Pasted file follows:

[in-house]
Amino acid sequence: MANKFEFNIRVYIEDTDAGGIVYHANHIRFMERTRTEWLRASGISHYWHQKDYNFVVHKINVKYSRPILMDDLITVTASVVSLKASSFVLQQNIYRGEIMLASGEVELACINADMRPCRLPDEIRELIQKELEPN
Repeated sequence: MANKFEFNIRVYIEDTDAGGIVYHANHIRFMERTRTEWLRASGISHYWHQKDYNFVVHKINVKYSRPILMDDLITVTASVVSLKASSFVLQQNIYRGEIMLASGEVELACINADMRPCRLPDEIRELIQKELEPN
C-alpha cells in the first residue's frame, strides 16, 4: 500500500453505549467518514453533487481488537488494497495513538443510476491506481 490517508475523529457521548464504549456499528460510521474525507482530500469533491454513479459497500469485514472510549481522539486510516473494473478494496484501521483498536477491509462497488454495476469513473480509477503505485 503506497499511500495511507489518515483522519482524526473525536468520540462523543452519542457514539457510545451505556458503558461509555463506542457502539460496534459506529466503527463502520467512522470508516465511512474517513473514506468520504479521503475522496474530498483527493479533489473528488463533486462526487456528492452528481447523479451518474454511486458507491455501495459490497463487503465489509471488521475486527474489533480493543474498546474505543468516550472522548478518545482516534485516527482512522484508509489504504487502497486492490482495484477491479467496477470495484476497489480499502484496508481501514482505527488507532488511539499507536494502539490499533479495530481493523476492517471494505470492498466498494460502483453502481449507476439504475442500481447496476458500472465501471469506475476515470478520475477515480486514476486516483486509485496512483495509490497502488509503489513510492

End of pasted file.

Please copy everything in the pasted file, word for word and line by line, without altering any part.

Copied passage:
[in-house]
Amino acid sequence: MANKFEFNIRVYIEDTDAGGIVYHANHIRFMERTRTEWLRASGISHYWHQKDYNFVVHKINVKYSRPILMDDLITVTASVVSLKASSFVLQQNIYRGEIMLASGEVELACINADMRPCRLPDEIRELIQKELEPN
Repeated sequence: MANKFEFNIRVYIEDTDAGGIVYHANHIRFMERTRTEWLRASGISHYWHQKDYNFVVHKINVKYSRPILMDDLITVTASVVSLKASSFVLQQNIYRGEIMLASGEVELACINADMRPCRLPDEIRELIQKELEPN
C-alpha cells in the first residue's frame, strides 16, 4: 500500500453505549467518514453533487481488537488494497495513538443510476491506481 490517508475523529457521548464504549456499528460510521474525507482530500469533491454513479459497500469485514472510549481522539486510516473494473478494496484501521483498536477491509462497488454495476469513473480509477503505485 503506497499511500495511507489518515483522519482524526473525536468520540462523543452519542457514539457510545451505556458503558461509555463506542457502539460496534459506529466503527463502520467512522470508516465511512474517513473514506468520504479521503475522496474530498483527493479533489473528488463533486462526487456528492452528481447523479451518474454511486458507491455501495459490497463487503465489509471488521475486527474489533480493543474498546474505543468516550472522548478518545482516534485516527482512522484508509489504504487502497486492490482495484477491479467496477470495484476497489480499502484496508481501514482505527488507532488511539499507536494502539490499533479495530481493523476492517471494505470492498466498494460502483453502481449507476439504475442500481447496476458500472465501471469506475476515470478520475477515480486514476486516483486509485496512483495509490497502488509503489513510492